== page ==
Questions abound about Prowler vs. Attessa IV collision

One confirmed dead in open ocean crash; could something like this happen again?

SAN DIEGO — The weekend leading up to Halloween was met with a freaky collision off the San Diego coast, as a sportfisher and superyacht reportedly became entangled on Oct. 26. Several passengers had to be rescued by the U.S. Coast Guard and at least one person died, according to news reports and unnamed sources.

Several publications and online message boards have revealed the basic facts: Prowler, a 65-foot sportfisher, and Attessa IV, a 332-foot superyacht, were involved in an open ocean collision on the American side of the U.S.-Mexico maritime border, about 9 miles west of Imperial Beach. The area where both boats collided is relatively busy with boats, as many vessels navigate through this stretch of the Pacific Ocean en route to Mexico, several sources confirmed with The Log.

Attessa IV is a 332-foot yacht owned by businessman Dennis Washington. The superyacht has a swimming pool, helipad, Jacuzzi, cinema, beauty salon and 10 guest cabins.

Prowler’s starboard quarter was heavily damaged, according to the San Diego Union-Tribune.

 

Collision Chatter: The Conditions

Bloody Decks, the popular fishing website, featured an extended conversation about the two-vessel collision on its online discussion forum. Some questioned whether radar or Automatic Identification Systems (AIS) could have prevented the collision.

“The whole right side of the Prowler got wiped out,” one person who was aboard Prowler wrote on the Bloody Decks forum thread. “I’m amazed that it is still floating. We are on board the Attessa IV now as guest. They are giving us a ride back to land.”

The Coast Guard confirmed it was at the scene on the evening of Oct. 26 and rescued 17 people. A Coast Guard press release stated the agency’s San Diego sector received word of the collision at 7:50 p.m., meaning the collision likely happened after sunset. Coast Guard officials stated the cause of the collision is still under investigation.

Many have been asking how such a collision could happen, in the first place, even factoring time of day (dusk to evening). “It’s been very, very foggy the past few days here,” one person on the Bloody Decks discussion board stated.

The combination of nighttime navigation, fog and boats regularly using the route to navigate from San Diego to Mexico means everyone should be on alert, no matter how close or far you are offshore.

 

Technology … and Being at the Helm

A post on the Bloody Decks discussion board about the Prowler vs. Attessa IV collision by Michael E. Bingham pondered whether the person at the helm of one of the boats wasn’t paying attention to what was in front (or around) them.

“It goes to show you no matter how good your radar and electronics are shit happens,” Bingham wrote. “It’s very easy to track a boats path with the cursor on the radars, I’ve done it on mine many times. Hate to say it but it takes two, boats do not appear at the last second, as any skipper knows track what’s around you to prevent this.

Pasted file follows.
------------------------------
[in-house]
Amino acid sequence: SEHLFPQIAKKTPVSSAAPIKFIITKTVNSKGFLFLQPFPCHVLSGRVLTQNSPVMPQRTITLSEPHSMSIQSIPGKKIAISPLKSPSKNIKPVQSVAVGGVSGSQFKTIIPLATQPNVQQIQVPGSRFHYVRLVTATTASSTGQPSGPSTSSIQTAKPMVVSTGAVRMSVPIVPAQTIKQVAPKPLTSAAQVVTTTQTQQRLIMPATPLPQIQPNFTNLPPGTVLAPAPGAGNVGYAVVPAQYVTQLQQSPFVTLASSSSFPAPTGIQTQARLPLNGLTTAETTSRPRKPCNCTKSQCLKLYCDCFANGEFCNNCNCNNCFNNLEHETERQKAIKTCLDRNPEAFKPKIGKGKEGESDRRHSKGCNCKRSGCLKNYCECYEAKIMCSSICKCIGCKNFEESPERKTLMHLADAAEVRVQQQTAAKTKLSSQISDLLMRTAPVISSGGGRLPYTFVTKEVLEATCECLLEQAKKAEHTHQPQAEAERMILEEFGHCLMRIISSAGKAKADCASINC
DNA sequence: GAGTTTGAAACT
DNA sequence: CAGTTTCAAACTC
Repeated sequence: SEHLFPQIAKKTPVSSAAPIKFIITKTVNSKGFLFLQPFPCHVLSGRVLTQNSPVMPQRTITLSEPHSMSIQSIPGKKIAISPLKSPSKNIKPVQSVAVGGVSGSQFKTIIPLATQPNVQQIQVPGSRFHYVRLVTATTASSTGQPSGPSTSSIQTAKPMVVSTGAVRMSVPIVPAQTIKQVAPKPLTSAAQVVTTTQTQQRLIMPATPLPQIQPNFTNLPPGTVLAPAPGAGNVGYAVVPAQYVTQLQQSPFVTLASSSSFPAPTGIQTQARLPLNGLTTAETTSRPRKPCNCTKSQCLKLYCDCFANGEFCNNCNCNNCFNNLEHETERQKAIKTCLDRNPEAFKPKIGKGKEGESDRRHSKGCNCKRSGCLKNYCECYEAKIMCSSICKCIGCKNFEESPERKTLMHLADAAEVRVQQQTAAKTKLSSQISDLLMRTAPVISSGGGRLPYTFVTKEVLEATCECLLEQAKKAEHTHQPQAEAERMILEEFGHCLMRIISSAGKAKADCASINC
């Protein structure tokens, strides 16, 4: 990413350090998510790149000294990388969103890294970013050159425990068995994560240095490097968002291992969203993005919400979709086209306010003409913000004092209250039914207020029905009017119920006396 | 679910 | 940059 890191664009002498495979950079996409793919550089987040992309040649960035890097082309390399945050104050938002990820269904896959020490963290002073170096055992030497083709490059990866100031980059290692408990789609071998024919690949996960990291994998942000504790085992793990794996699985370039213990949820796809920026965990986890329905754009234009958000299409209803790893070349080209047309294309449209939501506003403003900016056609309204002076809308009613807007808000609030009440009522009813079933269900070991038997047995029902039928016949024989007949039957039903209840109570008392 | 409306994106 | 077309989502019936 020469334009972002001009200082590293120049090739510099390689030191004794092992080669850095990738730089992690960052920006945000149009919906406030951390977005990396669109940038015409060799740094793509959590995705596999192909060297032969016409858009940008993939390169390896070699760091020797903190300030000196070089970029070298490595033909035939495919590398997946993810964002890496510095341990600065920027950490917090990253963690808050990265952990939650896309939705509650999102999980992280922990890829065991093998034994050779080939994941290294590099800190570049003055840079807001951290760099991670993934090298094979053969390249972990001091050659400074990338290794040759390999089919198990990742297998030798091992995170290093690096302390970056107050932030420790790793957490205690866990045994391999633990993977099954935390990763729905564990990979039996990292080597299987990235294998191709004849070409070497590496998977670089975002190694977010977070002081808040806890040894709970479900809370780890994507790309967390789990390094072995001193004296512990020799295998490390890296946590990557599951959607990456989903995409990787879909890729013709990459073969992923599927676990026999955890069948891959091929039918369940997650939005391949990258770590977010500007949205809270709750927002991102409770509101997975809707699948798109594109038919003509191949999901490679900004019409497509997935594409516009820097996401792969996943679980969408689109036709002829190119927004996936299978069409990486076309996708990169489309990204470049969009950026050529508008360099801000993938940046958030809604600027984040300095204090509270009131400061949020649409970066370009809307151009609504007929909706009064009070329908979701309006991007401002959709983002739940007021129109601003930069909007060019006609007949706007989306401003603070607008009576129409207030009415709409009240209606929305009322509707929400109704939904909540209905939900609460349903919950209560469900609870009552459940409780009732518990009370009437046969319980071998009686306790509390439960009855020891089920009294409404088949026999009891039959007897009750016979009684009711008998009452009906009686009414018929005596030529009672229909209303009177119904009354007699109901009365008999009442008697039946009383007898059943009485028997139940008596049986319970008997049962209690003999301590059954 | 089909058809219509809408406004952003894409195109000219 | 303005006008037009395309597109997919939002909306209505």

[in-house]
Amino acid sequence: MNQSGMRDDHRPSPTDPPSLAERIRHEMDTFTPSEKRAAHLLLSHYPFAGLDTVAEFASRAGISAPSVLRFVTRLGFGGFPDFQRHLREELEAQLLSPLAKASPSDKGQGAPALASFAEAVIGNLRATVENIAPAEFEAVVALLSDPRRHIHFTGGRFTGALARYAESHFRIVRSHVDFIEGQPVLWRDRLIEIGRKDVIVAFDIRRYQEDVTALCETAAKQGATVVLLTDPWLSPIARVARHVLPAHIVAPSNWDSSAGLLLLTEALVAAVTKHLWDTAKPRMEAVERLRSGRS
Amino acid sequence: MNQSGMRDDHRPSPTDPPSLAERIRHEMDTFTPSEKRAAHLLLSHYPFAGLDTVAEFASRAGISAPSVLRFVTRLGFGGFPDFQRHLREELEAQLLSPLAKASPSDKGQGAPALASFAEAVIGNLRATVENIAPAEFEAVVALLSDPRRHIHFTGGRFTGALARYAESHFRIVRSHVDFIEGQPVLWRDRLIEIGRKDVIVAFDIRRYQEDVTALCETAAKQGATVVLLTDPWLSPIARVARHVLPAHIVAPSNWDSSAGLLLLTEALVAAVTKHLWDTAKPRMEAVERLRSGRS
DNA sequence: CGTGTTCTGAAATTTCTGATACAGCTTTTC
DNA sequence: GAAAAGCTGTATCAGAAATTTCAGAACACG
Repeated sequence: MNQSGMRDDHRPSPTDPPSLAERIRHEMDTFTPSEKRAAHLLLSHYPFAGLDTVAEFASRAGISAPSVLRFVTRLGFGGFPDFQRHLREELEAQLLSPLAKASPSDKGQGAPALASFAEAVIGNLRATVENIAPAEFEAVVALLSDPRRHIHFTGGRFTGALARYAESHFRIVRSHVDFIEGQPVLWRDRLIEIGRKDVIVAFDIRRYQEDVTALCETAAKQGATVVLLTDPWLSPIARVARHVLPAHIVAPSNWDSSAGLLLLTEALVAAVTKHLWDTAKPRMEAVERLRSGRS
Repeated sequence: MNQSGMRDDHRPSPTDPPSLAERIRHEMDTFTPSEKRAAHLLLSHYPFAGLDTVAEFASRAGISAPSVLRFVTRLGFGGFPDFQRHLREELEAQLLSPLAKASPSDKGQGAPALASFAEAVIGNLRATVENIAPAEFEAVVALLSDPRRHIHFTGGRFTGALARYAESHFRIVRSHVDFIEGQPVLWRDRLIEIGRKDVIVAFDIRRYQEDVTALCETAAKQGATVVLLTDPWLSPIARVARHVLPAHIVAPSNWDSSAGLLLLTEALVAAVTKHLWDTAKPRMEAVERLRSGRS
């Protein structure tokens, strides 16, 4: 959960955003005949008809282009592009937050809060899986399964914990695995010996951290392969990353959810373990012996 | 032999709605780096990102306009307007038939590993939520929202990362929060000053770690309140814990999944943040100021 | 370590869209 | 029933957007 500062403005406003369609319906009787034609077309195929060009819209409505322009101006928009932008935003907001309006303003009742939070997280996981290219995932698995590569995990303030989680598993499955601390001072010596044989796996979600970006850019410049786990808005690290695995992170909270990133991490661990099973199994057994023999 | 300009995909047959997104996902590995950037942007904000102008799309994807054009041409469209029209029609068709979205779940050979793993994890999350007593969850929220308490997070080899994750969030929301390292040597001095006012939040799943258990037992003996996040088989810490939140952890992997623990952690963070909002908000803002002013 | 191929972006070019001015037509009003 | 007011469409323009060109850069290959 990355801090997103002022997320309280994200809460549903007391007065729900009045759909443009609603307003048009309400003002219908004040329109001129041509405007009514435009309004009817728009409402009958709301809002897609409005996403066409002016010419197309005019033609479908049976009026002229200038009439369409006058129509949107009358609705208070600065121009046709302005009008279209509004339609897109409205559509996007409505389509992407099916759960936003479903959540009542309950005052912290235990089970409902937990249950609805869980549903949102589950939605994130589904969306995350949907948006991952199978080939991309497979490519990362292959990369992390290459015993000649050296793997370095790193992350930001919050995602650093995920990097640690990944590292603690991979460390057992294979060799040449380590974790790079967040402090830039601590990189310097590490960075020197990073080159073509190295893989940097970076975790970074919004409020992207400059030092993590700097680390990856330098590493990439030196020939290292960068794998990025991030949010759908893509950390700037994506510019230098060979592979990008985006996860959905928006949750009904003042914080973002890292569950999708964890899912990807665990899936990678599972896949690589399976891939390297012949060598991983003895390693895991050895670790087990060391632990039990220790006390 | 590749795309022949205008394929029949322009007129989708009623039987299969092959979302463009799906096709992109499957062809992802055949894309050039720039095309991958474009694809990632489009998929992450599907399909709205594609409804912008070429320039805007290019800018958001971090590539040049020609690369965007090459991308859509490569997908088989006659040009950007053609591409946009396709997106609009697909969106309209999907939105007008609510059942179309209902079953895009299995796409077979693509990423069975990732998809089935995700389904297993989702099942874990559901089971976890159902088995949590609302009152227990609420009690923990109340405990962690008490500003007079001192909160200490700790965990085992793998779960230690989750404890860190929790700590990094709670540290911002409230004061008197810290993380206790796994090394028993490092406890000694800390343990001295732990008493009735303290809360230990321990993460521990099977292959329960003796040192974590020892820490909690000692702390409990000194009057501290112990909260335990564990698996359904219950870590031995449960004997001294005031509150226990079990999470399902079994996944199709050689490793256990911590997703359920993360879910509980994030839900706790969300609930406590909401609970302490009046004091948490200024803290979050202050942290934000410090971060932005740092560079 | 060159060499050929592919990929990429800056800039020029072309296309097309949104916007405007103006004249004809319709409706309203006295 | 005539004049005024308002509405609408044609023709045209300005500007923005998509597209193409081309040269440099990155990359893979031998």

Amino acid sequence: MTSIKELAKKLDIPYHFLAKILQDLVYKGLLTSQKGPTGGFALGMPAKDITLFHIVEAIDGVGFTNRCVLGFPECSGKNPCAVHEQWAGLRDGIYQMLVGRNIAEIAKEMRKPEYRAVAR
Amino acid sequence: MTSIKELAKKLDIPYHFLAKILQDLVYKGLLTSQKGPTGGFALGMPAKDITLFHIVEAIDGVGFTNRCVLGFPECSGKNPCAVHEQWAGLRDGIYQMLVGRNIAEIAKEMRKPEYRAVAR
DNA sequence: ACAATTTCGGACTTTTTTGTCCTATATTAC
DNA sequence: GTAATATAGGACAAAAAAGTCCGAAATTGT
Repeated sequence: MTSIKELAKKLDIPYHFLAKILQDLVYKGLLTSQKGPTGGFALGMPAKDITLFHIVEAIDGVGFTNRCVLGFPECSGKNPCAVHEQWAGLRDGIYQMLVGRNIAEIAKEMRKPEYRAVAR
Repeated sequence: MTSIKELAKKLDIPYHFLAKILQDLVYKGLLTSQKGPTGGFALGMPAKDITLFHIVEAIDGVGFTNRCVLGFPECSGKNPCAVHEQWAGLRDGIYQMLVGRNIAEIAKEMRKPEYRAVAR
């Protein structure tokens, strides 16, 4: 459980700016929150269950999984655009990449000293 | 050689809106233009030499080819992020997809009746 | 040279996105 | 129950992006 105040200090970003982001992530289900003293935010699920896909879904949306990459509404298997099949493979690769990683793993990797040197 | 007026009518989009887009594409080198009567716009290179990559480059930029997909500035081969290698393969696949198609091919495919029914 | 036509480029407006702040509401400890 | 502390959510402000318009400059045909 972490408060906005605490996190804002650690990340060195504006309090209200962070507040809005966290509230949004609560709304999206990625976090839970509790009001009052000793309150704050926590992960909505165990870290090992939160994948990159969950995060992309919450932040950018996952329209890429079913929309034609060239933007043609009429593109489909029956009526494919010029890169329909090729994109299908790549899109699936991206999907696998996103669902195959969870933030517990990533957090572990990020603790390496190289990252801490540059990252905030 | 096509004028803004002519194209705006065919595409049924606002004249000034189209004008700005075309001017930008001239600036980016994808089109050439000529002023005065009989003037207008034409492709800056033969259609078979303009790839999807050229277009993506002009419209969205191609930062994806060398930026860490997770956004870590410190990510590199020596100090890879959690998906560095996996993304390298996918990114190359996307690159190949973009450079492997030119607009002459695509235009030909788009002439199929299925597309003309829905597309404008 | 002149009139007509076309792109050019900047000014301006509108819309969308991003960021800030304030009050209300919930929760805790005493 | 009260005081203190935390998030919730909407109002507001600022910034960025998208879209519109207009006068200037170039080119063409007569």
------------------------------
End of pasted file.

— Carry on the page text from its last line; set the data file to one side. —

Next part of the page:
“It’ll be interesting to see who was on the helm of both boats,” Bingham continued.

Another discussion board poster tried to visually explain what happened, without pointing fingers at who would be at fault.

“Prowler was ‘struck’ on the Starboard side. No thrusters on the Prowler, it can only go forward or backwards, not sideways. Obviously returning to Seaforth to turnaround for the day and a half, their bow was pointed north, Steve K. wrote. “The yacht, headed out to sea, no doubt headed west or southwest. Just diagram that on paper or just in your head. Who ‘ran into’ who remains to be seen. We’ll see how the investigation turns out.”

Someone named Rick speculated both boats would likely be at fault; he added many lessons could be learned from the collision.

“Both boats are almost certainly at fault. But regardless of legal fault, everyone should be concerned about how to prevent collisions at sea, especially when the other boat isn’t following the rules. And an accident like this could be avoided through routine use of AIS and ARPA collision avoidance alarms,” Rick, who posted as MYNomad, stated. “No good reason not to have them set when offshore, but in congested areas, the alarm is constantly going off. That’s when good watches are especially important. The fact that Prowler got hit on its starboard side means it may well have been the give-way vessel.”

 

Waiting Game

A few people questioned whether Prowler had its AIS on, but one poster urged everyone to be patient until the Coast Guard report was released.

“Lost of suppositions going on here. Let’s wait for the full report. Lots of possible causes,” Steve Francis said on the Bloody Decks discussion board. “And you can’t rule out a possible mechanical/electronic system failure on either vessel.”

Yet another discussion board poster said many sportfishing vessels have AIS installed but turn them off in order to keep their locations secret.

“Most, if not all sportys turn their units off, gotta keep their locations secret. That shit needs to change,” Charlie Gordon wrote on Bloody Decks.